November and December 1943 found United States troops operating in wet cold over the mountainous terrain before the German winter line. In January, following the breakthrough on the winter line, the Rapido River was crossed, Cassino was approached, and new positions were established before the Gustav Line. Operations of the Fifth U. S. Army during this period can best be described as a continuous assault, over unfavorable terrain, upon prepared positions, with the enemy largely free to make such stands as he chose while he conducted an orderly withdrawal up the peninsula. The individual United States foot soldier, as a result of this type of combat, was often immobilized by enemy fire. The terrain was unfavorable, and dry shelter was almost impossible to find. Moreover, supply was a major problem. Cargo trucks could go only a short distance up the mountains after they had left the main roads, and food and ammunition had to be brought up by mule pack or, very often, by hand carry. As a result, days might pass without supplies of hot rations' being brought up.
           
    Landings on the Anzio beachhead were undertaken in January 1944 in an effort to draw German strength away from the Gustav Line, which guarded the approaches to Rome. Conditions on the beachhead were simply an exaggeration of the conditions which prevailed throughout the Fifth U. S. Army area at this time. The VI Corps was contained within space roughly 15 miles long and 7 miles wide. Here it was raked by concentrated artillery fire and air attacks throughout the remainder of the winter and until the breakthrough in May, just before the fall of Rome. During this time, there were few quiet intervals. Heavy attacks by armor and infantry were repeatedly delivered by the Germans, under cover of merciless artillery fire from well-placed ground positions, and there were also heavy bombings from the air.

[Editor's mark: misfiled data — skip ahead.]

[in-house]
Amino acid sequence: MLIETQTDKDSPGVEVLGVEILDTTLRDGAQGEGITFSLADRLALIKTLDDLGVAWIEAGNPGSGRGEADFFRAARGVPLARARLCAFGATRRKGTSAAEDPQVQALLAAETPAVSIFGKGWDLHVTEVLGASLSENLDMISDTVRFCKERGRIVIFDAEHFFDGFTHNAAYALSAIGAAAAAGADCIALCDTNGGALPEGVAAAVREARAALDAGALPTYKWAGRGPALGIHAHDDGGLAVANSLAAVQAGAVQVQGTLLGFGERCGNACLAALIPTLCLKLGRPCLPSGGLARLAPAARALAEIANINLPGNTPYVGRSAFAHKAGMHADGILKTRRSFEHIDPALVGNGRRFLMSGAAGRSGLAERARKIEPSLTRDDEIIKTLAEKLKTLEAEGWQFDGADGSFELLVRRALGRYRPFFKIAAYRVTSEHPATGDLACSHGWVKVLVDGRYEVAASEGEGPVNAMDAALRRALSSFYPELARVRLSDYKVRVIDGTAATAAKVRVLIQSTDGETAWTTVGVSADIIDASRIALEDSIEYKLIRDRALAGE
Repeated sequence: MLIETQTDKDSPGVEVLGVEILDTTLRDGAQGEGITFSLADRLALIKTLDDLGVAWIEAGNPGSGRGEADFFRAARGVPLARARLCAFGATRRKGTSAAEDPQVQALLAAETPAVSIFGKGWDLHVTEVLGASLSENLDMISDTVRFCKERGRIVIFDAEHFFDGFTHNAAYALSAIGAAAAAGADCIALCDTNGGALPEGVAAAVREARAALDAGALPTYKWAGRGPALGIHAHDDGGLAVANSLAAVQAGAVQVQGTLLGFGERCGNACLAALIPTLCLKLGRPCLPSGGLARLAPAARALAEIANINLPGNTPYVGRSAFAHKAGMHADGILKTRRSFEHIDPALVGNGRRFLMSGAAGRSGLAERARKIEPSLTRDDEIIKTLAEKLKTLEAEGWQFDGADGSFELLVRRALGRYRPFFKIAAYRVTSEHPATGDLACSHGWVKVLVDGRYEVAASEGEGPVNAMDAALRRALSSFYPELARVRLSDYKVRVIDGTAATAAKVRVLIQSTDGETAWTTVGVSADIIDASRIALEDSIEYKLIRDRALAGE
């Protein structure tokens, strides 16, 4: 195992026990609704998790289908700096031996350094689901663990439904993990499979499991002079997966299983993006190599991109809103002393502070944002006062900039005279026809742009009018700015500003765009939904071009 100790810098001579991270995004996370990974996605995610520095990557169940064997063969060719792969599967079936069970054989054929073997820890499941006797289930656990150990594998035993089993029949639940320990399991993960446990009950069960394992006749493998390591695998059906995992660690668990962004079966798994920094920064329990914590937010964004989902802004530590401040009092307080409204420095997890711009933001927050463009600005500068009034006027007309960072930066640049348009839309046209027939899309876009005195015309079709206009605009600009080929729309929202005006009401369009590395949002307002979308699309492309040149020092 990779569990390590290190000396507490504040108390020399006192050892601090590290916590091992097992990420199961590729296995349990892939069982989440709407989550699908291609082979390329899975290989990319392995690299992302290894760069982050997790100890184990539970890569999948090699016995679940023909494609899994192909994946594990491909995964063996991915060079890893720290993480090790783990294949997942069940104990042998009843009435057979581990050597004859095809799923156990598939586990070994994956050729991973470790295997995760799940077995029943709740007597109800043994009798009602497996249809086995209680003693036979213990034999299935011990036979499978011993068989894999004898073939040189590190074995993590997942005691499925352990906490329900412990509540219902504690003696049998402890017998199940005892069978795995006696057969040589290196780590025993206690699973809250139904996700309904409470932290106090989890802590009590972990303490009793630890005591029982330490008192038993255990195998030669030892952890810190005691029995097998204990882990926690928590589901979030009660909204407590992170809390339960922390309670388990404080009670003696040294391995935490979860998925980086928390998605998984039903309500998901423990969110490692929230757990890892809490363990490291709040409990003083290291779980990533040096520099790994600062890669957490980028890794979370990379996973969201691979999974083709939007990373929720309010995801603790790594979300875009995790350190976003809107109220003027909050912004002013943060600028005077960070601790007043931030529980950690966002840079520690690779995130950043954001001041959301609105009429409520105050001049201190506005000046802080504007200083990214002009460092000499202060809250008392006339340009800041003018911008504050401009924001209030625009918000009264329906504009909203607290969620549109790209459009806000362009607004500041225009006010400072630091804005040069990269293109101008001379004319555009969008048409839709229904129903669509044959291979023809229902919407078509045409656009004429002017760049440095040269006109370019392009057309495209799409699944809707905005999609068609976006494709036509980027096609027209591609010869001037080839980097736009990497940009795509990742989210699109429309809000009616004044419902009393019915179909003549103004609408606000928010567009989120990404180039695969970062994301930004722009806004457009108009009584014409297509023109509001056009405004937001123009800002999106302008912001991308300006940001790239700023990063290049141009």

Under these circumstances, infantrymen were often obliged to spend days immobilized in water-filled foxholes, in icy weather, with no chance of relief. Because the beachhead, as just pointed out, was held from the first under very heavy opposition, Allied reverses were serious, and until almost a month after the landings the issue was in doubt. Although it then became clear that the position could be held, it was another 3 months before it could be extended. After 1 March and until the Allied breakthrough in May, the opposing forces maintained a state of no more than active defense of their respective positions, though conditions on the Anzio beachhead could never be described as truly static.
           
    The battle for Cassino was another ordeal in which the individual soldier found himself obliged to take cover in isolated foxholes or other positions in


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which his movement and communications were severely restricted. Here, as elsewhere in Italy, the tactical situation influenced the degree to which troops could be supplied with hot food, dry socks, shoes, clothing, and other necessities. In general, it fostered the type of exposure and other circumstances which would be most conducive to trenchfoot.
           
    Nowhere in Italy during the winter of 1943-44 was controlled, frequent rotation of either units or individuals out of frontlines practiced by United State troops. This was in contrast to the rotation of both units and individuals regularly practiced, for preventive purposes, by British commanders. United States combat commanders in the Fifth U. S. Army explained the policy of nonrotation by the scarcity of combat replacements and the seriousness of the tactical situation. Whatever the causes, the long periods of duty in heavy combat, without relief, which were exacted of United States soldiers during the winter of 1943-44 favored the development of cold injury and helped to explain its high incidence. As an extreme illustration, one division spent 115 of its first 122 days in Italy in combat.